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  • Anyone use Rollers?

    Anyone use these? I'm thinking of buying one and can't decide to get a steel drum or a poly one? Some reviews say they're great and some say they break/leak a lot. Most of our 5 1/2 acres are on flood plain or close to it. We have sandy loam soil. With this last winter, one of our pens is just hoof prints filled with water. The other one has a crevice that fills with water whenever it rains. To top it all off, we have a creek running through our property. Do you use yours a lot? Pros? Cons?

  • #2
    When you drive car over a bumpy gravel road, the road doesn't get less bumpy-- it usually gets even MORE wash-boarded. Same with a roller-- it is used to compact and firm up the surface, it's not the best way to move material around (which is what you need to do).

    I'd use a harrow instead, to break up the ridges and fill in the holes. Or a box scraper if the ground is rough enough to need that. Either way, you're going to need to keep repeating this process, because with your water table issues, it will keep coming back. So the longer-term fix is to install drain tile or similar drainage solution, and raise/grade the base to shed water better.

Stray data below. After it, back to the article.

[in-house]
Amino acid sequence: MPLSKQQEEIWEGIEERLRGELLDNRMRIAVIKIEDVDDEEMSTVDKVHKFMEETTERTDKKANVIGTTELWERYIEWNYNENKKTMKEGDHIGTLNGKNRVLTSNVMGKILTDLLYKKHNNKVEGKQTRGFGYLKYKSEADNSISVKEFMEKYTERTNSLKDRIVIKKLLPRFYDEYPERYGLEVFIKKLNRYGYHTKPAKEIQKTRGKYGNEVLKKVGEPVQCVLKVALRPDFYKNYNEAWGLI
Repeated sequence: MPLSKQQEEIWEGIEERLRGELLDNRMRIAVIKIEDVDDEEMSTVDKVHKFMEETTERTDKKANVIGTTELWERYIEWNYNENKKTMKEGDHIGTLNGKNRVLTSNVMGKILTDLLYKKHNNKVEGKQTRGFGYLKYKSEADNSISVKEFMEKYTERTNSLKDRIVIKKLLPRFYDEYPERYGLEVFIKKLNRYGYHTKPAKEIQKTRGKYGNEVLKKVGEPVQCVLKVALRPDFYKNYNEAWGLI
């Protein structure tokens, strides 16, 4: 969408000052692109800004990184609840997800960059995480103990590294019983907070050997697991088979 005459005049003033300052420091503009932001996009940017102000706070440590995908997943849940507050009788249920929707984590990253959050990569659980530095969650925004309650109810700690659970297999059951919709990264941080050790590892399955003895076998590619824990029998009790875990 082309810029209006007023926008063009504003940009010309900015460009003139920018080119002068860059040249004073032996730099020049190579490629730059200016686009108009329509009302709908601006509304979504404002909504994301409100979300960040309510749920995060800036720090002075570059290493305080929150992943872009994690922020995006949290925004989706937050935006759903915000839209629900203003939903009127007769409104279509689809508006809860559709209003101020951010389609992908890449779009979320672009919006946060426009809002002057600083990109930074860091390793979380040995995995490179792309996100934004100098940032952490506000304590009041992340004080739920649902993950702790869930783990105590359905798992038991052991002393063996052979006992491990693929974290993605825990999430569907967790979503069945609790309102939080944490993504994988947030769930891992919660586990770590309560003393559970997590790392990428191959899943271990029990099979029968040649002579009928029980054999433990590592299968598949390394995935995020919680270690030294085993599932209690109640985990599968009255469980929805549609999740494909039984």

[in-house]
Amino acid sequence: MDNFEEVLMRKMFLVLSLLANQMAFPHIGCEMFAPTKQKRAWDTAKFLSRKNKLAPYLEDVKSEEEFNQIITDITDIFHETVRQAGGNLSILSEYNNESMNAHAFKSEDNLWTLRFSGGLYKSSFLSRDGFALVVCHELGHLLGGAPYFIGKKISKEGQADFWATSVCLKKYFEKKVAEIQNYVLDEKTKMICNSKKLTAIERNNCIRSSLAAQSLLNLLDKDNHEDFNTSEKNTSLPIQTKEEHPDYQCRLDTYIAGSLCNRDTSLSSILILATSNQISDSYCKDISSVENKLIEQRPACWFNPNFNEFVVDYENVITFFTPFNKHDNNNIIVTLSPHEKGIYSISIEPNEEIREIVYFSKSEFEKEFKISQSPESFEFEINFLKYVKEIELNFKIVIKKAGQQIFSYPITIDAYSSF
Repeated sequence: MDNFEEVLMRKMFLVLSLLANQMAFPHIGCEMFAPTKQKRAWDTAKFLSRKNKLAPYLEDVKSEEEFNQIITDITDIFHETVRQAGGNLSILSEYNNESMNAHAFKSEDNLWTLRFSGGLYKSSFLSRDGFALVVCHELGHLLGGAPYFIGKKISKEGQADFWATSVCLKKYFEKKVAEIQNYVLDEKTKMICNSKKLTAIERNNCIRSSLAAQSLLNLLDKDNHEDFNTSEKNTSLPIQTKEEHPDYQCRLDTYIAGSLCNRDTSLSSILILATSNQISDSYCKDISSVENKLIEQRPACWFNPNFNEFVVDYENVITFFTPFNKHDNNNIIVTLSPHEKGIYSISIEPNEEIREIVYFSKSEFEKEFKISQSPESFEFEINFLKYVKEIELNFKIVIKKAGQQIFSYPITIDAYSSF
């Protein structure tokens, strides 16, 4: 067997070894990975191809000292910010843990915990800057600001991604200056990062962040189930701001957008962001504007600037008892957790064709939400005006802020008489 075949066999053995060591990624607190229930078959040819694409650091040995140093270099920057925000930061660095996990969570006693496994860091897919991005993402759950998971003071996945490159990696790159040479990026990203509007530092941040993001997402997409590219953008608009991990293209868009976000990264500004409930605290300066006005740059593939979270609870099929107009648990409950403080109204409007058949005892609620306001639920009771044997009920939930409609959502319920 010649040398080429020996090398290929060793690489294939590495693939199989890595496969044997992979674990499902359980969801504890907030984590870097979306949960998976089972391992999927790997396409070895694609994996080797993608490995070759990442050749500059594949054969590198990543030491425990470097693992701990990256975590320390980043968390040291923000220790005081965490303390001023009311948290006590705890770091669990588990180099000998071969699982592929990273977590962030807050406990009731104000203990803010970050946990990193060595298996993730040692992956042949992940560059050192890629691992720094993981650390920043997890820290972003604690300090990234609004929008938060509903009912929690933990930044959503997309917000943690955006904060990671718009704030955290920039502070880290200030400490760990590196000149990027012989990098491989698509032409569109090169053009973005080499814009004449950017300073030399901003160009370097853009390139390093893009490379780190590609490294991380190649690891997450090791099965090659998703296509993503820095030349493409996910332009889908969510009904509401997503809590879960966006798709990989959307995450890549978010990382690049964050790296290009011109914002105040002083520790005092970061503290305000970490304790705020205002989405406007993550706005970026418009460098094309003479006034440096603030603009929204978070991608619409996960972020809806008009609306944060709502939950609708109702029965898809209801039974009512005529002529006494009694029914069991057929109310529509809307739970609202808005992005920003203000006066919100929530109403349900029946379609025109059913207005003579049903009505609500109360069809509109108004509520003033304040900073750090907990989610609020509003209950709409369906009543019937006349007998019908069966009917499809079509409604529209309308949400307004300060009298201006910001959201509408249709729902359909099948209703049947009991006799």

Comment

    • Original Poster

      #3
      Originally posted by HungarianHippo View Post
      When you drive car over a bumpy gravel road, the road doesn't get less bumpy-- it usually gets even MORE wash-boarded. Same with a roller-- it is used to compact and firm up the surface, it's not the best way to move material around (which is what you need to do).

      I'd use a harrow instead, to break up the ridges and fill in the holes. Or a box scraper if the ground is rough enough to need that. Either way, you're going to need to keep repeating this process, because with your water table issues, it will keep coming back. So the longer-term fix is to install drain tile or similar drainage solution, and raise/grade the base to shed water better.